Geylang residents lose 52-year dispute over land

This story was first published in The Straits Times on April 6, 2013

FLAT owners who have used a strip of land to keep their cars and store goods for more than 50 years have been given a month to clear the area after the High Court rejected their claims that they own the space.

Fragrance Realty owns the 92 sq m strip next to Lorong 16, Geylang, which lies between a commercial-residential block it is developing and a block of flats called Amazing Inn.

It sought to recover the land which has been used as a car park by Amazing Inn residents since 1961, when the plot was owned by Shell Eastern Petroleum.

The developers of Amazing Inn built a barrier wall about 2.4m inside Shell's boundary line and the residents also used an aluminium shed there to store their belongings and small religious altars.

Shell did not object until 1996 when it applied to recover the land, but by then Amazing Inn had acquired the land through "adverse possession" - because it had used it for more than 12 years.

Shell's application to recover the land was turned down in the High Court.

In 2010, Shell sold the land to Fragrance Realty which made a fresh bid last year to recover the disputed area, leading to the current court case.

Fragrance lawyer David Ong argued that the title by adverse possession had been extinguished because the site had a new owner.

But defence lawyers Stephanie Hong and Mak Kok Weng countered that the adverse possession title is still valid, because the defendants - Rangoon Investment and 24 others - have been on the land for more than 12 years.

Justice Belinda Ang, in decision grounds released on Tuesday, found the defendants' title to the strip of land was valid when Shell was the owner but was no longer so when it was sold to Fragrance.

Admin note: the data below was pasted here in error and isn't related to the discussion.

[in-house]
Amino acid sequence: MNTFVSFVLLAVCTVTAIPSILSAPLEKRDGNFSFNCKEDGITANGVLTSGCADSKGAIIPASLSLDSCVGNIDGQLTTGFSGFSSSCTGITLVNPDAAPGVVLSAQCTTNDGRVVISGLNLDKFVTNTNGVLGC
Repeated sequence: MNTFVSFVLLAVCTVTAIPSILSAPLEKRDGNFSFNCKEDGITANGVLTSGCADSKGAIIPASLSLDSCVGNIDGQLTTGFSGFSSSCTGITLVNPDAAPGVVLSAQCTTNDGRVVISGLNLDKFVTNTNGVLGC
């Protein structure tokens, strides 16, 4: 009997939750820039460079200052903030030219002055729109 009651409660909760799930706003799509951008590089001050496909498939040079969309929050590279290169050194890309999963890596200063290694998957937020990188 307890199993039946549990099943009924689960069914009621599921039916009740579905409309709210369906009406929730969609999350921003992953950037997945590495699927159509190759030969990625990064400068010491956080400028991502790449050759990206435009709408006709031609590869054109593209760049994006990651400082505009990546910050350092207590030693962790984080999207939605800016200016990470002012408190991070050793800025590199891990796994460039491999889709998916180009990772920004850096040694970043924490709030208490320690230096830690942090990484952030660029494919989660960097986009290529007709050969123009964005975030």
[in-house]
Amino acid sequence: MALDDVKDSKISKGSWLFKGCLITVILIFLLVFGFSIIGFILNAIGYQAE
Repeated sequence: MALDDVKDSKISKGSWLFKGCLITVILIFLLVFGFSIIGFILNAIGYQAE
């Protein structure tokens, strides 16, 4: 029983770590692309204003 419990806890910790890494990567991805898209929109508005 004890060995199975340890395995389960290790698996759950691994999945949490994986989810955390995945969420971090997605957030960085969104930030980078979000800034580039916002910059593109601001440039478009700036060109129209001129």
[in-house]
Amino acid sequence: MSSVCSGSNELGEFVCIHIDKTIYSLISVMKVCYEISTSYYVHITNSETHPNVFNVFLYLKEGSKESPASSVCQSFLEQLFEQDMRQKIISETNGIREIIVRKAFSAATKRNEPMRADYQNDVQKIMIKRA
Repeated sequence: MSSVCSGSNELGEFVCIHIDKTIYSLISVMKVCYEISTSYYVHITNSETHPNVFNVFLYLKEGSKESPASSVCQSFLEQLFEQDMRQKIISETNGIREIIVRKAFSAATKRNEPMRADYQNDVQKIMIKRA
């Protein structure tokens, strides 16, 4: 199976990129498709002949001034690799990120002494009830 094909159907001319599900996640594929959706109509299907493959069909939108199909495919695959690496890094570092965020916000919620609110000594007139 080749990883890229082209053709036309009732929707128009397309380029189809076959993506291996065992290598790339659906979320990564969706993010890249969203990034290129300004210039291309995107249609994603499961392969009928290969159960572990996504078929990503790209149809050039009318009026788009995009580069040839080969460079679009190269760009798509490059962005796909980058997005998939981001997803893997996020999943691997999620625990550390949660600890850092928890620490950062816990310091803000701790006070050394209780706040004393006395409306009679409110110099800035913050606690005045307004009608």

She noted that the property had been converted to registered land by Shell in 1994 and that the defendants did not lodge a caveat on it.

This meant the rights of the adverse possessor, in this case the defendants, had lapsed under the provisions of the Land Titles Act, said Justice Ang.

The judge declined to award damages sought by Fragrance for delays in the project, as it failed to act promptly and waited almost two years before taking this action.

It also did not explain why it made no protest when the encroached area was used by the residents for the two years. All parties were ordered to bear their own legal costs.

Justice Ang also ordered Fragrance to replace the current barrier with a new wall along the correct dividing line.

The month's notice to the flat owners to clear the area of all sheds, altars and other structures began on March 20, failing which Fragrance would be at liberty to remove the objects at the expense of the defendants.

This story was first published in The Straits Times on April 6, 2013

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